Statement by IMF Staff Mission to SwazilandPress Release No. 09/262
July 16, 2009
An International Monetary Fund (IMF) staff mission led by Norbert Toé visited Mbabane during July 8–16 to review recent economic developments and discuss the impact of the global downturn on the Swazi economy and the authorities’ policy response. The IMF staff met with His Excellency Prime Minister Dr. B. S. Dlamini, Minister of Finance Hon. M. Sithole, Economic Planning and Development Minister Prince Hlangusemphi, Central Bank Governor Dlamini, senior government officials, and members of the donor community and the private sector.
The following statement was issued today in Mbabane by Mr. Norbert Toé, the IMF mission chief for Swaziland:
"Swaziland is being adversely affected by the second round effects of the global economic downturn, albeit to a lesser extent than similar small open economies. Real GDP growth in 2009 is projected to decelerate sharply but remain positive at 0.4 percent, largely on account of a contraction in manufacturing and mining, and a rebound in sugar production. Inflation is projected to decline to single digits as pressures related to food price increases in 2008 subside. Rising transfers from the Southern African Customs Union (SACU) enabled the Central Bank of Swaziland to accumulate international reserves.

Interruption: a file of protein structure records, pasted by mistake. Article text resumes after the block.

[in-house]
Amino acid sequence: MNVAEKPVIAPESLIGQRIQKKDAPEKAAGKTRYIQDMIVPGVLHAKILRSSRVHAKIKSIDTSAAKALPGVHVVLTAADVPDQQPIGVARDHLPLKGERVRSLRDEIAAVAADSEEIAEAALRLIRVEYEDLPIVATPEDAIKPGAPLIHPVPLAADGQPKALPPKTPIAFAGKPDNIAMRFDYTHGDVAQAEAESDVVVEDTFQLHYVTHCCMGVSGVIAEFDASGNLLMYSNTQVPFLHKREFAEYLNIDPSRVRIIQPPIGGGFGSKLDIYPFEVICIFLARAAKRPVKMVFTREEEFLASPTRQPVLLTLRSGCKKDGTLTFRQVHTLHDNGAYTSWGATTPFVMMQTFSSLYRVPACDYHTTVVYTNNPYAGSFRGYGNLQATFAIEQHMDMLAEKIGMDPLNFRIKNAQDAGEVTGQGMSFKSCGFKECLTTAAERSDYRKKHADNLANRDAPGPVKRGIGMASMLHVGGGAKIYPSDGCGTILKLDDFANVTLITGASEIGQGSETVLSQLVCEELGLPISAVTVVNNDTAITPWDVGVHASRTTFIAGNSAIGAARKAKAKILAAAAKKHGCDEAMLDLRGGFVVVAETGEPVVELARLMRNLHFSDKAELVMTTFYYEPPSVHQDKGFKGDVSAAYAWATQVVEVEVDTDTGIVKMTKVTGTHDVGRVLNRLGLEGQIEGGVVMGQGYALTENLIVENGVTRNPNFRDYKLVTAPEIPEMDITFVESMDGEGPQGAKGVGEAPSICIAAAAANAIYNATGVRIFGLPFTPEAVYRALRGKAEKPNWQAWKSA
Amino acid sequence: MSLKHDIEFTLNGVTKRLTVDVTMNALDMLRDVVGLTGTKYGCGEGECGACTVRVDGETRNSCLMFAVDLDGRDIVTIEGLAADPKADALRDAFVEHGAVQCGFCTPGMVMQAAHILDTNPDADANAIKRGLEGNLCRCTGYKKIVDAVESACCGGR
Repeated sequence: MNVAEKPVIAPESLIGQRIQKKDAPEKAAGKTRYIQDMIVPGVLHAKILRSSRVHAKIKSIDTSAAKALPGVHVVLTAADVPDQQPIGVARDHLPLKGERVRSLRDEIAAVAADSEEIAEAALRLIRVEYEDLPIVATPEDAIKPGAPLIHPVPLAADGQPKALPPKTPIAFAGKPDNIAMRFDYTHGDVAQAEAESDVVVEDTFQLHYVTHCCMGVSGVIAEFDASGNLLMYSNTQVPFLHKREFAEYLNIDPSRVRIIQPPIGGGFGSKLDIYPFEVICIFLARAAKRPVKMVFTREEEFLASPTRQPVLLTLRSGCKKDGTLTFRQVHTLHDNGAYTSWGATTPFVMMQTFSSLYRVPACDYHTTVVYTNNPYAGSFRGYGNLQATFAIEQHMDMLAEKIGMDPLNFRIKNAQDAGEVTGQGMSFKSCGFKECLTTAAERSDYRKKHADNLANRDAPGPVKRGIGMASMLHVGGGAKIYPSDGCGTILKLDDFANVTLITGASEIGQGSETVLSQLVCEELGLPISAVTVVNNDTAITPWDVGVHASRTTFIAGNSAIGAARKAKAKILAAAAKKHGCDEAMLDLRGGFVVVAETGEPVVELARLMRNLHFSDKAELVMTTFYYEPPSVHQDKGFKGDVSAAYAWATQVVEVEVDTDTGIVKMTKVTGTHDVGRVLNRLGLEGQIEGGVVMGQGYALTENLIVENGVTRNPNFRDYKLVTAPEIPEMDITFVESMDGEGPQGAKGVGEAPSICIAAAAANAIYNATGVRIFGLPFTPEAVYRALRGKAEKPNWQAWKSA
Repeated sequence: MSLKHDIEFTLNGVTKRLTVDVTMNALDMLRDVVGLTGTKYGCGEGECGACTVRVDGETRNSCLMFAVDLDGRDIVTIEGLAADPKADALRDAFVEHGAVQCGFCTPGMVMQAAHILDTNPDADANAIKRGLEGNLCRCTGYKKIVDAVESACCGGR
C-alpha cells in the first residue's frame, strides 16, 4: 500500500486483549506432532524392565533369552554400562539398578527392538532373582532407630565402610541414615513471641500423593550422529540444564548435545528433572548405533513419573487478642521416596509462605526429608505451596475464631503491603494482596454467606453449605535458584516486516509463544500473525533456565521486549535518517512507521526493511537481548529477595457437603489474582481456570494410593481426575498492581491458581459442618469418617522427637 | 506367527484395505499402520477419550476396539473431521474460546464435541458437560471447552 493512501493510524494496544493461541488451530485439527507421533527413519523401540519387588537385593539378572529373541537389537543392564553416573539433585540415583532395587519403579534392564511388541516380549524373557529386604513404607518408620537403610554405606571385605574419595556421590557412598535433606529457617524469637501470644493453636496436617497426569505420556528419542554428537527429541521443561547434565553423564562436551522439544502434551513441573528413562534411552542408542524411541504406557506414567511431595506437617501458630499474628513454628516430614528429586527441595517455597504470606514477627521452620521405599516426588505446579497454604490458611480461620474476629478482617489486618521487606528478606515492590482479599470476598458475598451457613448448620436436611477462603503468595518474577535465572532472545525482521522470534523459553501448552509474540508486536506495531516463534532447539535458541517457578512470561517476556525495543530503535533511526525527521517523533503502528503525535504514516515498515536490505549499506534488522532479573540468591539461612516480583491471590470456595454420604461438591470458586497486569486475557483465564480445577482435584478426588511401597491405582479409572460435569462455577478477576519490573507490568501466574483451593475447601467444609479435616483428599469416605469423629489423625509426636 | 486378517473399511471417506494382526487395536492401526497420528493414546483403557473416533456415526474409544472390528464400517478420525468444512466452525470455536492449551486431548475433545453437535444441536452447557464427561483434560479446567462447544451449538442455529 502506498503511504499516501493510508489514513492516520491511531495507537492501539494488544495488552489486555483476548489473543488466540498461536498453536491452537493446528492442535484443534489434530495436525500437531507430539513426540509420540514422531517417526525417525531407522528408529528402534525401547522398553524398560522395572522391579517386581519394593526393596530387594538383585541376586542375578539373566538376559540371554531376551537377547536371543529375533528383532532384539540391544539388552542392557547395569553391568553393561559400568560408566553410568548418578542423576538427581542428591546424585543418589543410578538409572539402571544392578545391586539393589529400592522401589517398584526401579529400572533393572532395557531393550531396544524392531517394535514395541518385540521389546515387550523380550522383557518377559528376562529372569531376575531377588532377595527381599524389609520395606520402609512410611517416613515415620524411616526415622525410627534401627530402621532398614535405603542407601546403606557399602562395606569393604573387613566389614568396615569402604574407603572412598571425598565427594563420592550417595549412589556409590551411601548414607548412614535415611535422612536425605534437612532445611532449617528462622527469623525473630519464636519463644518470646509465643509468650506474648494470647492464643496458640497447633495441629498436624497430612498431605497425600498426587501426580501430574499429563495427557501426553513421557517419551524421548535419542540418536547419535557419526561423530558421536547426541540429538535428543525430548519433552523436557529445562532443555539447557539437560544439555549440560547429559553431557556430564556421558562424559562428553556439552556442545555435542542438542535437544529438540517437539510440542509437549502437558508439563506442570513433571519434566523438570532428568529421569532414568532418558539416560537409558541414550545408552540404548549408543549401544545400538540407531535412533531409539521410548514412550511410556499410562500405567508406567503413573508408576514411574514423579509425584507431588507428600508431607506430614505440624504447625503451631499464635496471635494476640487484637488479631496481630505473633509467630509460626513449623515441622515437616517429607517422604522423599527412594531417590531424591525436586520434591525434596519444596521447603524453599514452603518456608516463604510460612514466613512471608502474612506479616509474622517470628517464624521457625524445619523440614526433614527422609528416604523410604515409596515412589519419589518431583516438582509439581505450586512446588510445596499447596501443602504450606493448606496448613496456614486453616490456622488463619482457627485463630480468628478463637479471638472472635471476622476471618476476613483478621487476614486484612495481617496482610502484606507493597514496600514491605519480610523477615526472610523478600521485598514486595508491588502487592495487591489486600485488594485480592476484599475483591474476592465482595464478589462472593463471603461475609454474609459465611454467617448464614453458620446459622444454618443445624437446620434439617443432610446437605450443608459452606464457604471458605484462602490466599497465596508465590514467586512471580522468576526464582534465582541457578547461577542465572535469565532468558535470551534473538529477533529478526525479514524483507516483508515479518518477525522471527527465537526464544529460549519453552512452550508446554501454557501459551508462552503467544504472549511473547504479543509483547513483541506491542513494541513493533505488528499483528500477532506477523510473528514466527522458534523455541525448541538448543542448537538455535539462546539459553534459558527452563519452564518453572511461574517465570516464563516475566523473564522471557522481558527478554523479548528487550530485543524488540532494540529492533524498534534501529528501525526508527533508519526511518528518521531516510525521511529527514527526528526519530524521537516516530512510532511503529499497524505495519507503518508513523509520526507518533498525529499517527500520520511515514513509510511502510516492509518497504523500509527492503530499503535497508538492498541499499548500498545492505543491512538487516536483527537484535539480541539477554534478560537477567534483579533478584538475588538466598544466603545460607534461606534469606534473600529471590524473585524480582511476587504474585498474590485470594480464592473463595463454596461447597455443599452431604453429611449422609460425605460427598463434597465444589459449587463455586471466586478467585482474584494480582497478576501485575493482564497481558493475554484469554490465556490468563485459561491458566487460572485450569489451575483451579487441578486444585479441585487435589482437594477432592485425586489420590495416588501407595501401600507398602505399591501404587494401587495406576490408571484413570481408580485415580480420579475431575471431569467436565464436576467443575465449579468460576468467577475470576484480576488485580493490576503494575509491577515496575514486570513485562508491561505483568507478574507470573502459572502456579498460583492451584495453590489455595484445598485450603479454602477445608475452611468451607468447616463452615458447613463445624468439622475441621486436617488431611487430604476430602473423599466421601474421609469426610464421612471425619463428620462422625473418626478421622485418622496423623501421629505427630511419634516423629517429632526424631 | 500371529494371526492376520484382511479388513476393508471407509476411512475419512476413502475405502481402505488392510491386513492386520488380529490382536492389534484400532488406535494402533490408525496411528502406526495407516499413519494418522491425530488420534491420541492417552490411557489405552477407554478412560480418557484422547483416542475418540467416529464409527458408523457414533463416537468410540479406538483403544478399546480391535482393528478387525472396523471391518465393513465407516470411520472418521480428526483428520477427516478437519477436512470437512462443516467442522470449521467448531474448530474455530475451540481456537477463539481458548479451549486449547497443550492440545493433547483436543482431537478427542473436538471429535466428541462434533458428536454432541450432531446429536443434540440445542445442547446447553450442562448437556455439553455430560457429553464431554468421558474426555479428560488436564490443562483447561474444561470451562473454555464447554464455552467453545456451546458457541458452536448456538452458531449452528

"The fiscal position, which recorded a surplus in 2008–09, is expected to swing into a deficit this current fiscal year (April 2009–March 2010) on account of escalating expenditures and a decline in SACU revenue.
"While some fiscal loosening to support domestic demand in the face of the significant weakening of economic activity in Swaziland may be warranted, the mission stressed the need to maintain fiscal sustainability over the medium term through appropriate revenue and expenditure policies. Stepped up domestic revenue mobilization efforts should include fully operationalizing the revenue authority and implementing a value-added tax to broaden the tax base. At the same time, cuts in expenditure will also need to be undertaken while allowing for additional spending on education, health, and other priority programs. Public financial management reforms and the implementation of the government’s civil service reform would be critical to ensuring efficiency in public spending."
“The mission would like to thank the authorities for their excellent cooperation.”